An Ode to An Underappreciated Color
With fall foliage, the timing of color changes and the onset of falling leaves is primarily regulated by the calendar as nights become longer. None of the other environmental influences – such as temperature, rainfall, food supply – are as unvarying as the steadily increasing length of night during autumn. As days grow shorter, and nights grow longer and cooler, biochemical processes in the leaf begin to paint the landscape with Nature's autumn palette. Brown is an important and beloved color on that palette.
While shades of brown may never be the shining star of a painting or design, you will struggle to create a complete piece without them.
When folks think of foliage season, they often cut short their timeframe for viewing the wide variety of colors, including the warm brown hues that will be covered in snow shortly. When asking for the “peak foliage” time, people are not asking for greens or browns but rather the bright and glowing reds, yellows and oranges that seem to make the hills glow.
When asked for a favorite color, very rarely will you hear someone answer brown. The flashy red of the maples, the bright yellows of the birch. Foliage brings folks in – by the busload, literally – but just like big movie stars with the paparazzi following them closely, the reds and yellows burst on the scene for a quick moment, with folks clamoring to get the best shot they can of them. Once the stars leave, there remain the browns, underappreciated to say the least.
Perhaps we are rushing into the next season of the “holidaze” if you will, and we jump towards the lights and reds again, forgetting to appreciate the mellowing browns of the wild turkey so often featured in our thanksgiving décor.
I’m here to state loud and proud that the browns are where it is at!
Brown is a very natural and earthy color, and our perceptions of these hues are influenced by features of the natural world like sand, wood, and earth. Brown can be a warm glow, the center of the brown eyed susans, warm delicious brownies, brown sugar, and our beloved New England Brown Bread. We might think of the richness of the brown of the coat of a mink or fisher, perhaps the brown eyes of the cow in our neighbors pasture.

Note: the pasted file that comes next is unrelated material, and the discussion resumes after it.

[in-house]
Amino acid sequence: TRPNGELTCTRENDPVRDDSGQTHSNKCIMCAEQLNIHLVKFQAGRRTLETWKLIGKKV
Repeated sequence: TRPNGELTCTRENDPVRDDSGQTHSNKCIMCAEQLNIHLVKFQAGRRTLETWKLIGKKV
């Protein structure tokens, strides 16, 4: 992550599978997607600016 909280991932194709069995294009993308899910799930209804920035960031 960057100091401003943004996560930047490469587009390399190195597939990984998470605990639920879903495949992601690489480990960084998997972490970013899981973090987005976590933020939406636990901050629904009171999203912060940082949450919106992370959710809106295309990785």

Brown leather, the brown of our beloved white tailed deer that some of us spend more time with in the woods come fall, the browns of bobcat, squirrel, red tailed hawks, and American robins. The brown creeper, the brown quill-less belly of a porcupine, alongside the browns of our acorns, tree trunks, and barred owl feathers. Everyone is down with brown.
But what is brown? It’s a mix of red, black, yellow and more. Brown by any other name – well, taupe, rust, burnt sienna, burnt umber, chestnut, taupe, coffee, rust, so many shades of brown.
Warm browns, cool browns, dark browns, light browns, but generally all happy to blend with their rich tones. Brown is often viewed as a dependable and reliable color. It is likely that this impression stems from its association with earth and being grounded and solid.
Brown is not a fanciful color, it does not have any frills or flourishes, but it is sturdy and down-to-earth. While some colors, like yellow or blue, tend to stimulate the imagination, brown grounds us in the present moment.
Of all the colors in the rainbow, brown provides a sense of security and protection. This security is not obvious or in the spotlight, but takes place in the shadows. So in this world of ever increasing speed, don’t forget to appreciate the beauty and the warmth of the steady, dependable, warm, and welcoming browns.